Sometimes it takes the acceptance of trouble to ignite action. Change can be difficult, but for junior high student Shayla, change is necessary for her to accept her cultural identity.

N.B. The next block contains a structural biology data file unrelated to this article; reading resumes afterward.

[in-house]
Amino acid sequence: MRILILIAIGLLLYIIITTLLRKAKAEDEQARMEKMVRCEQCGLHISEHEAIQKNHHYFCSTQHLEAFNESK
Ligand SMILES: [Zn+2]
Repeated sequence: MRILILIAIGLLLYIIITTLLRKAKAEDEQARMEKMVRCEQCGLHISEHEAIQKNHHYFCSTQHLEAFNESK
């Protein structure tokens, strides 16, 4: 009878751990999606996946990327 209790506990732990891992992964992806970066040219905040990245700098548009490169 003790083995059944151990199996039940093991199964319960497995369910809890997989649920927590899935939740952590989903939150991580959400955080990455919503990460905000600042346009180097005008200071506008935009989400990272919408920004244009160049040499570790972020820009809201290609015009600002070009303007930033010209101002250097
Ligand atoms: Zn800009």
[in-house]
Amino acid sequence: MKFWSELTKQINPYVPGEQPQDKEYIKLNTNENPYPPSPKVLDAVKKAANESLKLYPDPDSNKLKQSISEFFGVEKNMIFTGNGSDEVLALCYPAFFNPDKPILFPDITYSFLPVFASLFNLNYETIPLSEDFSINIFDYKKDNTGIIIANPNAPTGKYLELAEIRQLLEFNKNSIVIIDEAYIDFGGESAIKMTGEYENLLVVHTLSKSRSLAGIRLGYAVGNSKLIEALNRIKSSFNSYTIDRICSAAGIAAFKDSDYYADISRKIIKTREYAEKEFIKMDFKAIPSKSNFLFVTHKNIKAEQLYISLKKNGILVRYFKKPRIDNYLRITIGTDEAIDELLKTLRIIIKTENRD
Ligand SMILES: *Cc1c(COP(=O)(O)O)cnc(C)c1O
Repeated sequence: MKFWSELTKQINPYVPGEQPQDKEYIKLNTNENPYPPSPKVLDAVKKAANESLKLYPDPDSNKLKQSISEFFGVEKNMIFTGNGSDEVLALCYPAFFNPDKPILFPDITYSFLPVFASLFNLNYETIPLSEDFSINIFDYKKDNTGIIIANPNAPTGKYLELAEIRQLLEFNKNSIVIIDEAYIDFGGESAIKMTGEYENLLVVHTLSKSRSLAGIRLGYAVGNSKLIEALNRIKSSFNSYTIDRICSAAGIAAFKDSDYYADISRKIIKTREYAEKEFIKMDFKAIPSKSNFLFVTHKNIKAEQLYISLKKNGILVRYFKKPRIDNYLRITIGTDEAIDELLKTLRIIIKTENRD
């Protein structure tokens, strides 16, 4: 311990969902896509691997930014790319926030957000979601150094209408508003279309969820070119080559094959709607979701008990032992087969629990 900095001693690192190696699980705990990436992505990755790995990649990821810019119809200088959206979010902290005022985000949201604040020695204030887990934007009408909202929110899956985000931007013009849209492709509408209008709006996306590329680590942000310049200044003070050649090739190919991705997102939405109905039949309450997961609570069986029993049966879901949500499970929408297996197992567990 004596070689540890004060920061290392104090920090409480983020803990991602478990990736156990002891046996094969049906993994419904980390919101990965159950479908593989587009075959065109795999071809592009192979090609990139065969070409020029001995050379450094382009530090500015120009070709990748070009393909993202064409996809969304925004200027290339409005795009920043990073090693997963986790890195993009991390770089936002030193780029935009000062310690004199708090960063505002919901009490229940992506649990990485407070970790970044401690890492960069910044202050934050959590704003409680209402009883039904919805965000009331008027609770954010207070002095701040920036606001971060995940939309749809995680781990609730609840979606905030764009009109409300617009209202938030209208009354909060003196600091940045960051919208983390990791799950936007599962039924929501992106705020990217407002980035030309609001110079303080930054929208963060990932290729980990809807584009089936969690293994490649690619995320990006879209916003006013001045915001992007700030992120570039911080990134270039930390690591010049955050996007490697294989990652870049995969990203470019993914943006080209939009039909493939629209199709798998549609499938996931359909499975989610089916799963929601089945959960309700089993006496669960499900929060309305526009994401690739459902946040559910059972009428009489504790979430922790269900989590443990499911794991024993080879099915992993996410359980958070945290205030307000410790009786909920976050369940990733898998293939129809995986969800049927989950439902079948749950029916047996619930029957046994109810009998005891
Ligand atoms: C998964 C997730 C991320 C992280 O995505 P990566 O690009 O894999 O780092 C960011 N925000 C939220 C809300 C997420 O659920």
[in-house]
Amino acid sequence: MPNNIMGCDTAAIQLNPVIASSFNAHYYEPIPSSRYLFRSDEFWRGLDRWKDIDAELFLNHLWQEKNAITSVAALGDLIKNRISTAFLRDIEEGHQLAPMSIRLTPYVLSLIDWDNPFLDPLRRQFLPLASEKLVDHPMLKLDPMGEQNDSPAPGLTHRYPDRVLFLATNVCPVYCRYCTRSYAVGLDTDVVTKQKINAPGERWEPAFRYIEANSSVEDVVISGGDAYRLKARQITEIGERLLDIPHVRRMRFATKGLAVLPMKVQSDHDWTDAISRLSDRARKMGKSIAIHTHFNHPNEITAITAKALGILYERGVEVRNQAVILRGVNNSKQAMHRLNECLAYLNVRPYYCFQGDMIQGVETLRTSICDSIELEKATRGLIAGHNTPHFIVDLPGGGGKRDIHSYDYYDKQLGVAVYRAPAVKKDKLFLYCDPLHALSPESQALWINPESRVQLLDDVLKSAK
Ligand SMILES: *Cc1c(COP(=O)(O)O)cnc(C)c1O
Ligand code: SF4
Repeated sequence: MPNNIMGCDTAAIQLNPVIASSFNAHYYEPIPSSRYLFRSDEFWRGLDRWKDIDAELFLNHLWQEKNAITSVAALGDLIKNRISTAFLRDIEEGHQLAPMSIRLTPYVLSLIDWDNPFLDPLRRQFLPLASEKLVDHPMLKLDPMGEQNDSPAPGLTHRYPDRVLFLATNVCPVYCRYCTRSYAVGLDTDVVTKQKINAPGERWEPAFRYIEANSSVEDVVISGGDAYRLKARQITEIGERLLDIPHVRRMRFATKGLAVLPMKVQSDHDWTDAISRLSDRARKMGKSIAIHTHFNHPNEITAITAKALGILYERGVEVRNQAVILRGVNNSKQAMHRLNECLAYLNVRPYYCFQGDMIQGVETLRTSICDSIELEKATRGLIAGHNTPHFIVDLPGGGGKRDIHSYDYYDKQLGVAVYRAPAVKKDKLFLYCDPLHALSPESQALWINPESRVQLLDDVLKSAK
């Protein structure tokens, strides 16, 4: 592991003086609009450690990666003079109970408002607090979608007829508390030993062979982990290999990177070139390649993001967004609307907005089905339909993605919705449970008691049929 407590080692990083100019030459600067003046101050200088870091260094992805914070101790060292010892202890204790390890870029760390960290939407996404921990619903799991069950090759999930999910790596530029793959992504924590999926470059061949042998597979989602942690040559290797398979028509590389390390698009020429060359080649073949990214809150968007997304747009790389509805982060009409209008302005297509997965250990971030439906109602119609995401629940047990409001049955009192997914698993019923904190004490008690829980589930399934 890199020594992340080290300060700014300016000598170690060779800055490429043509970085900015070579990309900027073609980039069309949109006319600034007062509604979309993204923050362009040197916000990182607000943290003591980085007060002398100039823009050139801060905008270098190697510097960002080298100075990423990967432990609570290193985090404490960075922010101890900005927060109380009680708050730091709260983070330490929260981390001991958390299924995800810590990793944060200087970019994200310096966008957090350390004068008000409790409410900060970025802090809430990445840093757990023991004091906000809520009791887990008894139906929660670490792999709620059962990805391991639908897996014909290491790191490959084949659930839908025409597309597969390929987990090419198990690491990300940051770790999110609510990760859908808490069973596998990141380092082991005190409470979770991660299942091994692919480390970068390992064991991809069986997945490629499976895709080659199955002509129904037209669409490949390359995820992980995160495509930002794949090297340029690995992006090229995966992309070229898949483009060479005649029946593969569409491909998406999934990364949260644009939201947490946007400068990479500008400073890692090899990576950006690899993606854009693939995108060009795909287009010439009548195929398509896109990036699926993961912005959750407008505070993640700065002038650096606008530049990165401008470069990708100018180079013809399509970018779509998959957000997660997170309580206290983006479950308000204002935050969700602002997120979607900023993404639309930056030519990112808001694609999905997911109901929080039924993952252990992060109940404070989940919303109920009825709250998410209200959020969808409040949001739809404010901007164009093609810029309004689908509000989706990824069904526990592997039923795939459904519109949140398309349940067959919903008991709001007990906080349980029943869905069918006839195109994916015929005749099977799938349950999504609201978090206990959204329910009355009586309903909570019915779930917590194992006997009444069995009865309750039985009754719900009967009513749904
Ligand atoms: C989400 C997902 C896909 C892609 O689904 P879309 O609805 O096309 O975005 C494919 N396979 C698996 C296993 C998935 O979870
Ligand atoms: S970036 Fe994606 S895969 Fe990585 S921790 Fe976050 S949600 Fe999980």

Black Bay Area author Lisa Moore Ramèe’s chapter book, A Good Kind of Trouble, highlights the difficulty of friendship, schoolwork, and race during puberty, especially growing up Black during a nationally turbulent period. The chapter book follows junior high student Shayla, who begins to question how important her identity is to her once her best friend Julie begins to embrace her cultural heritage. Although Shayla is Black, she finds making connections with her Black peers difficult. In the novel’s beginning, Shayla doesn’t find a significance between her race and her everyday school affairs. Throughout the novel, she questions her racial identity and its purpose. However, the story’s resolution is heartwarming, as Shayla is finally proud of herself, her background, and her eventual activism. This book is perfect for any middle schooler who feels out of place and finds themselves frightened of what the future holds. The book does talk about serious issues like bullying, police brutality, and unfair court trials. However, these topics are written carefully and educationally. All children should be able to explore their identities without the oppression of their peers and school. As such, Shayla is a powerful role model for Black adolescents.(Ages 8-12 years)

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